ELIZABETH BRADLEY: (Laughter) Well actually the way I got into health administration and the desire to do that was back in my junior year. I was trying to figure out again - with an economics and art history degree - I kind of wanted to maybe run a museum someday. But I did a summer internship at a gallery and realized this just isn't for me. It's too sophisticated. It's too fancy. I'm just not gonna be able to do this kind of art world. So, I was a junior in my spring junior term, and I ended up taking a class as so many of us do because it happened to fit into my schedule. And it was called the Public Private Boundary. It was a sociology class cross-listed in economics six students in it with Paul Starr who was writing the book on the transformation of American medicine - one of the seminal pieces of our health care system. And I got completely enthralled by yet another market that has information asymmetries - hard to tell the quality. And it seemed in 1984 it was at an absolutely important moment in life where the costs were going up wildly fast and the federal government was starting to regulate those costs. So, it was an industry - hospitals - that was really changing. And I thought to myself, you know, I think I could be a manager - so this is the organizational behavior interest - a manager in health administration. And I remember at the time thinking when you graduate from Harvard - I didn't have any practical skills in 1984. I barely knew how to fill a stapler. (Laughter) It felt like I can't just go get a job. I'm gonna have to get more tools to really understand management and understand health care so I went to the University of Chicago that combined these in their business school. When I got to the business school it was then I knew I was in health administration but all of the majors in business school - like accounting, finance, marketing - I realized organizational behavior was really what I was after because I've always been very interested in how decisions about organizational structure and management can really influence the outcomes. So, I put those two together and from there went into hospital administration.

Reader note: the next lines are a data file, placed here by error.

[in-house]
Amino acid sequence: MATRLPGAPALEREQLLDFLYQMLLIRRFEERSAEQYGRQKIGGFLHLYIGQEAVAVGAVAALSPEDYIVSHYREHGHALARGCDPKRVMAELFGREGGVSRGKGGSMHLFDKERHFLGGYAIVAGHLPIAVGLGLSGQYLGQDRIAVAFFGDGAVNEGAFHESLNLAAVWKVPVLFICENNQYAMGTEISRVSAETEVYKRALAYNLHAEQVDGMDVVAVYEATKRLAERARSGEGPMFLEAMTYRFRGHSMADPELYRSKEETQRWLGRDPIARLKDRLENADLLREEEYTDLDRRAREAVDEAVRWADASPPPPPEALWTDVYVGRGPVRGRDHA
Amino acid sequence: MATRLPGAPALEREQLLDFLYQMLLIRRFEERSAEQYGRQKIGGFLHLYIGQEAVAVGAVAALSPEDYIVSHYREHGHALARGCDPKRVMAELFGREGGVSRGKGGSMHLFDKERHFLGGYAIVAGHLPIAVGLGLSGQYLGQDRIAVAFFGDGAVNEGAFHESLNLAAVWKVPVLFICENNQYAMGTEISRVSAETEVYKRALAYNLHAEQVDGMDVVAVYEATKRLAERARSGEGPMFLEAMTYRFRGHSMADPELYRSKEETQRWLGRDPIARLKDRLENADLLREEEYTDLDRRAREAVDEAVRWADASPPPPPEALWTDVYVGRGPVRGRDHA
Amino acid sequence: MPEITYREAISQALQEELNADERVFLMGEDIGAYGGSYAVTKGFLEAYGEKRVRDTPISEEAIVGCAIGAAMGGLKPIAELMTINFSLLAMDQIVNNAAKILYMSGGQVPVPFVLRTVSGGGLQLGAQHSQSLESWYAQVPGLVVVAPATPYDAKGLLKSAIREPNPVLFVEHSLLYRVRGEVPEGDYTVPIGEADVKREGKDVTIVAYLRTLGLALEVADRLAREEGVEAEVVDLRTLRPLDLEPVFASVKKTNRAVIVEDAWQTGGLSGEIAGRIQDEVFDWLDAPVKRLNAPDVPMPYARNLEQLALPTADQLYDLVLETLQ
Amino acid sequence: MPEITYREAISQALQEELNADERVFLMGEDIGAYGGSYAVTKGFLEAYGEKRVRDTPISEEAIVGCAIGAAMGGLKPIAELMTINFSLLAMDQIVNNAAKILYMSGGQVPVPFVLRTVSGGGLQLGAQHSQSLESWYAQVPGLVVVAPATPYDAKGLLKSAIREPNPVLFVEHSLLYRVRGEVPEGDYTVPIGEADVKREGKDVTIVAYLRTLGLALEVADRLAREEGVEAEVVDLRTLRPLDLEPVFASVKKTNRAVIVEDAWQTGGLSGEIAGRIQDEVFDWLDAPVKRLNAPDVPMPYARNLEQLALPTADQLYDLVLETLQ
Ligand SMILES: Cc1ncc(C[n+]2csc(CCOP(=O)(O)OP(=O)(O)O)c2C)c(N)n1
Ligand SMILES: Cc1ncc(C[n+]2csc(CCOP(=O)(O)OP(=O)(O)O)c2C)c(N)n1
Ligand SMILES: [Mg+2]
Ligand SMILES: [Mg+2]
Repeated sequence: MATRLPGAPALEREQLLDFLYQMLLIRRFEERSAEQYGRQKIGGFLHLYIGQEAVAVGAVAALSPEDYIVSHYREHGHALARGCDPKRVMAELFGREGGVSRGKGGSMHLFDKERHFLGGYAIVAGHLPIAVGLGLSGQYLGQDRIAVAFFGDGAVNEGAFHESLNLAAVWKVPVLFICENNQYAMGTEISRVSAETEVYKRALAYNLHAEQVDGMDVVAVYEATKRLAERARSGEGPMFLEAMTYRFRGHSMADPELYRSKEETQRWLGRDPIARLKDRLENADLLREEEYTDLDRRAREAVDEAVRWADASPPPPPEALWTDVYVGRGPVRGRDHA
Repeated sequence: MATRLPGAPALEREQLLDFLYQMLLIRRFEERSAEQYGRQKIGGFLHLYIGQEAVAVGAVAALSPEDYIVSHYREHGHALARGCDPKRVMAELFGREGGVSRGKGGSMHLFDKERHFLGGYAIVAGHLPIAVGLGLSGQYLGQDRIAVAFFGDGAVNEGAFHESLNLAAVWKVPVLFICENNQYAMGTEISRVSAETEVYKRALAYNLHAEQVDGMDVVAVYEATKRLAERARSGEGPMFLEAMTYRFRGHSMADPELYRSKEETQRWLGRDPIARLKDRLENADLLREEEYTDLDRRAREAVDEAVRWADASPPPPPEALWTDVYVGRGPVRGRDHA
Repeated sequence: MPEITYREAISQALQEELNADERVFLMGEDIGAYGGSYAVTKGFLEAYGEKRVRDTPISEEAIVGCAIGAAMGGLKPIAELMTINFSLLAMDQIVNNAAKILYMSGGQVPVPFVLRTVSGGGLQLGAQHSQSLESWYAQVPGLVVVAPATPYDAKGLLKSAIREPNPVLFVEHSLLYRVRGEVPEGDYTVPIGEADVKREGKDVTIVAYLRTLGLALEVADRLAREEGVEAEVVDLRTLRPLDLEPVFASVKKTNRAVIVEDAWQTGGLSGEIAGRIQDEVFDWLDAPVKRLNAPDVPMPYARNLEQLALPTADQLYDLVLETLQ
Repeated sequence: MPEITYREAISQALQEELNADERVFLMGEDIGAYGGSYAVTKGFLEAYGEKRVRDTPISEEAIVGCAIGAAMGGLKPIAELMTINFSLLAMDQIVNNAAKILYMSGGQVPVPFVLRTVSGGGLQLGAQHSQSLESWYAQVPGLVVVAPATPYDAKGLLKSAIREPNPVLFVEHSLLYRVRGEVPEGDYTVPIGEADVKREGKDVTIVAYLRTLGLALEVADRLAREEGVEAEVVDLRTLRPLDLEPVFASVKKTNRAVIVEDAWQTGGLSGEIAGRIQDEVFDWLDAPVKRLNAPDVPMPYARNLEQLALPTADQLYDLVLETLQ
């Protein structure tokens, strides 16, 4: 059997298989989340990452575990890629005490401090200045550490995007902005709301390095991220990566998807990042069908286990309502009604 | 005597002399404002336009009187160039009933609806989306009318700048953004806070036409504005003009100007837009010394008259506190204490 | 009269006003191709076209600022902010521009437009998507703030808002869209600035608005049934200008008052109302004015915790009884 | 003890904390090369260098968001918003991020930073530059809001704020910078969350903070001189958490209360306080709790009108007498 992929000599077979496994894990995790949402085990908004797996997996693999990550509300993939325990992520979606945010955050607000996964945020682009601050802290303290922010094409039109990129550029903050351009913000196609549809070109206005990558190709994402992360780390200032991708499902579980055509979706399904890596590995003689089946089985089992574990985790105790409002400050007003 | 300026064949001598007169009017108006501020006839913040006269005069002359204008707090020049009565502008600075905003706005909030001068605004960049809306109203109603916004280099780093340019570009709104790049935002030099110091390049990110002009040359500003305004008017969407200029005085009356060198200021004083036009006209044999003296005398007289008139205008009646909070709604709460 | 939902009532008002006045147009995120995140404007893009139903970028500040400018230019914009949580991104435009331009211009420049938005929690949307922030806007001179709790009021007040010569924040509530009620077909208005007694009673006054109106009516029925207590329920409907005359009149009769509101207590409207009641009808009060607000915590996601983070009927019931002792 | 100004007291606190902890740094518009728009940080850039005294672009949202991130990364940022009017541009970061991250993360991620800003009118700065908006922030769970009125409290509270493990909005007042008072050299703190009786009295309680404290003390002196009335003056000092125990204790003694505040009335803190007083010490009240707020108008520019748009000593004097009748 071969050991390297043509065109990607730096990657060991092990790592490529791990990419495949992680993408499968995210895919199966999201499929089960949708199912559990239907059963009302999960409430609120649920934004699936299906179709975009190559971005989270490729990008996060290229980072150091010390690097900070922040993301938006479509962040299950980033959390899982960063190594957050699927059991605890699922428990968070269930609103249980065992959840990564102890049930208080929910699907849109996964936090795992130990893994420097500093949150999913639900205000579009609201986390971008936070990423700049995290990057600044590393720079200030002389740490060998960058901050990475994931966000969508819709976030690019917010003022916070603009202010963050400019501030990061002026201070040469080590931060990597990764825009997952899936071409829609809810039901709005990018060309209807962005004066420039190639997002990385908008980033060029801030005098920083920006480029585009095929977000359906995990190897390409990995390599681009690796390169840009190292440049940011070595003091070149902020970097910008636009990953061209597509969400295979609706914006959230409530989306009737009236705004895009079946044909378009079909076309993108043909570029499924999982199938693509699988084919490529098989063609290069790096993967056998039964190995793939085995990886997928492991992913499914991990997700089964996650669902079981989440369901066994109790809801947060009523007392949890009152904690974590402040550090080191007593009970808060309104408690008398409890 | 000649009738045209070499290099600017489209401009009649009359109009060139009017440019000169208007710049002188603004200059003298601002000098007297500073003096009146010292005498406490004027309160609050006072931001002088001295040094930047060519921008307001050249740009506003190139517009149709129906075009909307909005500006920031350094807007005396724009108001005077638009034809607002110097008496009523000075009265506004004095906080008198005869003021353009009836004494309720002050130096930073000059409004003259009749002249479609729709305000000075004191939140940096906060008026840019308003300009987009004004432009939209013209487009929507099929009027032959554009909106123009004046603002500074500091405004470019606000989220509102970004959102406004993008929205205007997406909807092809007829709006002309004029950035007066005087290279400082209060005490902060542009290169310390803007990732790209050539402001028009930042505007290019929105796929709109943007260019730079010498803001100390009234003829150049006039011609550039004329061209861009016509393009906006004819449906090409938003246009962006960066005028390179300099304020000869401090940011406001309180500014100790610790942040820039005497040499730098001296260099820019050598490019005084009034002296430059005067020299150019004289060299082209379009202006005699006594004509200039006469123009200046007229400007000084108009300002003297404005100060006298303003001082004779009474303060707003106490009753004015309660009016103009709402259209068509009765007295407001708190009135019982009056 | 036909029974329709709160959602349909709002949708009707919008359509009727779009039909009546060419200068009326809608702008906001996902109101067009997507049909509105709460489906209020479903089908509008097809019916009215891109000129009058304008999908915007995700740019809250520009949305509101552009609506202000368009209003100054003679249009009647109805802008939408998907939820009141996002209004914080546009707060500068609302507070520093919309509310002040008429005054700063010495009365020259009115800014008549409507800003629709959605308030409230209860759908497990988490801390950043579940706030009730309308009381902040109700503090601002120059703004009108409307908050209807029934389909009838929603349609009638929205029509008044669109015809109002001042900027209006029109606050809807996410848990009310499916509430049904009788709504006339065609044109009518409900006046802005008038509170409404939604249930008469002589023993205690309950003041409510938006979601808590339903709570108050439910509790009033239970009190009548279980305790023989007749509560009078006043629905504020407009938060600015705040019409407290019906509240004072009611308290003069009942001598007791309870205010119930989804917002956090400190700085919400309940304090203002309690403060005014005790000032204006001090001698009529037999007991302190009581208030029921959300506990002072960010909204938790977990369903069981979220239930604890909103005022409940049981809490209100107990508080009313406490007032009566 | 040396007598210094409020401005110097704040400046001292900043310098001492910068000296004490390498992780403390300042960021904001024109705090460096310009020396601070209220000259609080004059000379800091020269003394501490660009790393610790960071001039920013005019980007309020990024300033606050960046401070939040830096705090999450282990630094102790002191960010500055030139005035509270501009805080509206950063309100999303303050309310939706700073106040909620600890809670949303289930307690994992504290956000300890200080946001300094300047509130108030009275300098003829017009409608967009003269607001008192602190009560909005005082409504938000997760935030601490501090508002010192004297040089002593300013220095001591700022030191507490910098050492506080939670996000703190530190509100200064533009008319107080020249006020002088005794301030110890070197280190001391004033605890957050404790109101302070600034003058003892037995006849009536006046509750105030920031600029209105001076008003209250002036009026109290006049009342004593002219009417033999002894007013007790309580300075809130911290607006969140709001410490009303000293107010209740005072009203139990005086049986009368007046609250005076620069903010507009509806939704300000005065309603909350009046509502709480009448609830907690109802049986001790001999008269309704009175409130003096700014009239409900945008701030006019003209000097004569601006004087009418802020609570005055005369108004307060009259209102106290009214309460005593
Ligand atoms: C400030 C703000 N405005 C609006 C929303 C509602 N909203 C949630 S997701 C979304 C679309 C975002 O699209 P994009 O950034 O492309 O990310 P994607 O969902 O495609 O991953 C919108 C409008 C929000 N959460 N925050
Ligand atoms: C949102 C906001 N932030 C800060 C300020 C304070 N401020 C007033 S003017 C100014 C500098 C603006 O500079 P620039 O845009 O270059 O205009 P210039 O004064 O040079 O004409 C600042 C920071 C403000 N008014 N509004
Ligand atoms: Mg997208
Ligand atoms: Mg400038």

AARON CAIN: But it also seems to be the thing that kind of stealthily all those other disciplines have in common, you know?
ELIZABETH BRADLEY: Yes.
AARON CAIN: The organizational behavior is in there, whether or not it's acknowledged. So, when you look back at what originally enticed you into health care management, did you have any impressions of, “Ah, here were the managerial things that I saw or didn't see that now I'm armed to deal with?”
ELIZABETH BRADLEY: Absolutely. I mean, I think how a team works - you know that from childhood. You're on teams that do well. You're on teams that don't do well. You're in groups when you're doing class projects that you thrive in the group and you're in groups that really you don't do well at all. You see free-rider problems. You see good leadership. And I think as children and young adults we don't necessarily have the words or the theory to understand why certain ways of organizing actually produce good outcomes or not. So, at the University of Chicago studying this material, I think I started to feel empowered that it's not just about your personality and charm. There are actually tools and concepts that can help one lead more effectively and play that role of leadership more effectively. And what a gift, because that allows you to use existing resources more effectively more optimally more efficiently. And usually it allows people to feel better, too - if they're the A-team, they're getting good performance from the same old resources just because it's been managed better.
AARON CAIN: You are a sterling example of the lifelong learner it seems to me. You're still a writer and researcher...
ELIZABETH BRADLEY: Yes.
AARON CAIN: ...Even though you are the president of a college. And I read a study of yours from a couple of years ago on promoting positive cultural change in hospitals. And I was struck by one of your findings that - and I hope that I am merely paraphrasing this and not utterly misunderstanding it. The finding that inclusion of staff from different disciplines and ranks in medical teams appears to reduce mortality rates in the hospitals that participated in the study. Now am I understanding that correctly?